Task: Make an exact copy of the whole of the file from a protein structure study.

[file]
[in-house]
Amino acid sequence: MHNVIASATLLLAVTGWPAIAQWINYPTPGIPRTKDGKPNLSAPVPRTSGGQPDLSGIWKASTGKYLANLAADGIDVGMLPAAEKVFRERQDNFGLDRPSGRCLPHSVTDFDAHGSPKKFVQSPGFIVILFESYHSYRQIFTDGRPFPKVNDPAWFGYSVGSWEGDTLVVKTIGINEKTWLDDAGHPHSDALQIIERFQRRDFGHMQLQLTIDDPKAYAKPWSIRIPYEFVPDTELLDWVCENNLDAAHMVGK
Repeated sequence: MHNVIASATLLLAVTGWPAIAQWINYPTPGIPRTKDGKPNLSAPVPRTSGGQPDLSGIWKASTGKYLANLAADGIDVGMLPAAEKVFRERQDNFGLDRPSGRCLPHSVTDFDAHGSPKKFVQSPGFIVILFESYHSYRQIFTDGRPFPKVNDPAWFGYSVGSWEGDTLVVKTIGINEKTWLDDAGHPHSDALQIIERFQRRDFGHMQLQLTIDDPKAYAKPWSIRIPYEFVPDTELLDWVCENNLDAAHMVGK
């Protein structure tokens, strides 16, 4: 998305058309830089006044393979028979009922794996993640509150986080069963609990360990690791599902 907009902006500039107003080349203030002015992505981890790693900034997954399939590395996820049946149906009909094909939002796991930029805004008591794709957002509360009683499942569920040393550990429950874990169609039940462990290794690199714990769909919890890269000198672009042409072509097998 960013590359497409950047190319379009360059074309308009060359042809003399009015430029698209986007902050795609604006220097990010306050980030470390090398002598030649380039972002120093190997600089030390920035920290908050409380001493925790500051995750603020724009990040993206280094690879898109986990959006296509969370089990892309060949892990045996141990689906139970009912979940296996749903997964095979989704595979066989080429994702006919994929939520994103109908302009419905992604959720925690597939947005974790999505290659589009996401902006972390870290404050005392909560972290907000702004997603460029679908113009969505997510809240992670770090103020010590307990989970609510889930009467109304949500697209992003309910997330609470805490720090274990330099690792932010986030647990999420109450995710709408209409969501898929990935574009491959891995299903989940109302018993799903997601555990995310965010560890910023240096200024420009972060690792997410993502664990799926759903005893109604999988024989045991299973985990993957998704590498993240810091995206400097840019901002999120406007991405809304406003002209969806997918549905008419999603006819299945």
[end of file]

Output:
[in-house]
Amino acid sequence: MHNVIASATLLLAVTGWPAIAQWINYPTPGIPRTKDGKPNLSAPVPRTSGGQPDLSGIWKASTGKYLANLAADGIDVGMLPAAEKVFRERQDNFGLDRPSGRCLPHSVTDFDAHGSPKKFVQSPGFIVILFESYHSYRQIFTDGRPFPKVNDPAWFGYSVGSWEGDTLVVKTIGINEKTWLDDAGHPHSDALQIIERFQRRDFGHMQLQLTIDDPKAYAKPWSIRIPYEFVPDTELLDWVCENNLDAAHMVGK
Repeated sequence: MHNVIASATLLLAVTGWPAIAQWINYPTPGIPRTKDGKPNLSAPVPRTSGGQPDLSGIWKASTGKYLANLAADGIDVGMLPAAEKVFRERQDNFGLDRPSGRCLPHSVTDFDAHGSPKKFVQSPGFIVILFESYHSYRQIFTDGRPFPKVNDPAWFGYSVGSWEGDTLVVKTIGINEKTWLDDAGHPHSDALQIIERFQRRDFGHMQLQLTIDDPKAYAKPWSIRIPYEFVPDTELLDWVCENNLDAAHMVGK
């Protein structure tokens, strides 16, 4: 998305058309830089006044393979028979009922794996993640509150986080069963609990360990690791599902 907009902006500039107003080349203030002015992505981890790693900034997954399939590395996820049946149906009909094909939002796991930029805004008591794709957002509360009683499942569920040393550990429950874990169609039940462990290794690199714990769909919890890269000198672009042409072509097998 960013590359497409950047190319379009360059074309308009060359042809003399009015430029698209986007902050795609604006220097990010306050980030470390090398002598030649380039972002120093190997600089030390920035920290908050409380001493925790500051995750603020724009990040993206280094690879898109986990959006296509969370089990892309060949892990045996141990689906139970009912979940296996749903997964095979989704595979066989080429994702006919994929939520994103109908302009419905992604959720925690597939947005974790999505290659589009996401902006972390870290404050005392909560972290907000702004997603460029679908113009969505997510809240992670770090103020010590307990989970609510889930009467109304949500697209992003309910997330609470805490720090274990330099690792932010986030647990999420109450995710709408209409969501898929990935574009491959891995299903989940109302018993799903997601555990995310965010560890910023240096200024420009972060690792997410993502664990799926759903005893109604999988024989045991299973985990993957998704590498993240810091995206400097840019901002999120406007991405809304406003002209969806997918549905008419999603006819299945």